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Court of Appeals of Georgia.


No. A08A1461.

Decided: September 04, 2008

Minor, Bell & Neal, William F. Jourdain, Jonathan Bledsoe, Dalton, for Appellant. Freedman & Sinowski, Thomas C. Sinowski, Atlanta, Miguel Angel Garcia, Jr., Macon, for Appellee.

Marshall Lee Smith brought a medical malpractice action against Jill Pottinger, M.D., an emergency room physician, seeking to recover damages arising out of emergency medical care provided to him in April 2005 for a leg fracture incurred in a motorcycle accident.   Pottinger moved for summary judgment asserting that she could not be held liable because there was no clear and convincing evidence that her actions in providing emergency medical care to Smith showed gross negligence, as provided by OCGA § 51-1-29.5.1 Pottinger appeals from the trial court's order denying the motion, and for the following reasons we reverse.

Smith was injured in a motorcycle accident and was immediately taken by ambulance to the Floyd Medical Center emergency room at about 10:00 p.m. on April 19, 2005, where he was treated by Pottinger for various injuries, including an injury to his left leg.   Pottinger's expert affidavit in support of her motion for summary judgment states that she ordered various tests for internal injury, including a cranial CT scan, spinal x-rays, and x-rays of the tibia and fibula in Smith's left leg.   The x-rays were read on April 19 by Joseph Burch, M.D., a radiologist, who found “a minimally displaced fracture of the left fibular head” and “no other fracture or subluxation.”   Pottinger relied on the radiologist's findings with respect to the x-rays.   According to Pottinger, because the fracture found by the radiologist was not to a weight-bearing bone, no consult with an orthopedic surgeon was required in the emergency room, and she did not request one.   Because of possible head and spinal injuries, Pottinger called a neurosurgeon, Mark Murphy, M.D., to examine Smith.   At 1:00 a.m. on April 20, Murphy arrived at the emergency room, took over as Smith's treating physician, and admitted him to the hospital for neurological observation.   Pottinger did not treat Smith after he was admitted to the hospital.   Smith remained in the hospital until he was discharged on April 23.   During that time, no orthopedic consultation was ordered for Smith's leg fracture, and Smith was ordered to “bear weight [on his injured leg] as tolerated.”   Smith gave deposition testimony that, after he was discharged from the hospital with a rolling walker, he continued to experience severe pain in his left leg.   On May 12, 2005, Smith saw an orthopedic surgeon, who examined the x-rays taken at the emergency room on April 19.   According to the physician's expert affidavit filed with Smith's complaint,2 medical records showed that the orthopedic surgeon examined the April 19 x-rays taken during Smith's emergency room treatment and found not only the fibular fracture previously found by the radiologist, but an additional serious fracture that required surgery to correct.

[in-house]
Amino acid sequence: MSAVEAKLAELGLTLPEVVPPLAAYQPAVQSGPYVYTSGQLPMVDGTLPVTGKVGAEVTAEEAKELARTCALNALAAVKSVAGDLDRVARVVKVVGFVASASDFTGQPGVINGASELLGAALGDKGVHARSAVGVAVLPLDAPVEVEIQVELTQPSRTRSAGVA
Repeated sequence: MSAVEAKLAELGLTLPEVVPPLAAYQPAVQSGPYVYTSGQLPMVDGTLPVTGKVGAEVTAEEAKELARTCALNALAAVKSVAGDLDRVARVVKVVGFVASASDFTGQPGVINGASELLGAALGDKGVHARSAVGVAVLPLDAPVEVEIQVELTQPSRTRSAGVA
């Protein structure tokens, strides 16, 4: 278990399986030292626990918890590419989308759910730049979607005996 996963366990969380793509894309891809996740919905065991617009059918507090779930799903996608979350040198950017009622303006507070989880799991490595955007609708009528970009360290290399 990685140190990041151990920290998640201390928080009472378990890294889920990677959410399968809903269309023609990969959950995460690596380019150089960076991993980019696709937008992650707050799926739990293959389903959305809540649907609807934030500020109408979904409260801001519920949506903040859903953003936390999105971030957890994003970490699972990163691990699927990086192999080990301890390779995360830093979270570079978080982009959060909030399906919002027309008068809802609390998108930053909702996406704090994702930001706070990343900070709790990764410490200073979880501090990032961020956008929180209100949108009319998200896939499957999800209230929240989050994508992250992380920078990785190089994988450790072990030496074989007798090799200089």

Smith brought this medical malpractice action against the emergency room physician, Pottinger;  the radiologist, Burch;  the neurosurgeon, Murphy, and Floyd Medical Center.   The affidavit of Smith's physician expert stated that (based on review of the certified medical records) all three physicians acted below the standard of care.   As to Pottinger, the expert stated that her actions were below the standard of care because she misread the x-rays and failed to order a consult with an orthopedic surgeon.   The expert characterized Pottinger's breach of the standard of care as grossly negligent.   Based on this record, Pottinger moved for summary judgment under OCGA § 51-1-29.5 and stated in her supporting affidavit that she sought no orthopedic consult because she relied on the radiologist's findings that the x-rays showed there was no serious fracture that would have required an emergency room consultation with an orthopedic surgeon.

 Smith does not dispute that OCGA § 51-1-29.5 applies to his claim against the emergency room physician, Pottinger, and that Pottinger provided him “emergency medical care” as defined in OCGA § 51-1-29.5(a)(5).   Subsection (c) of OCGA § 51-1-29.5 provides: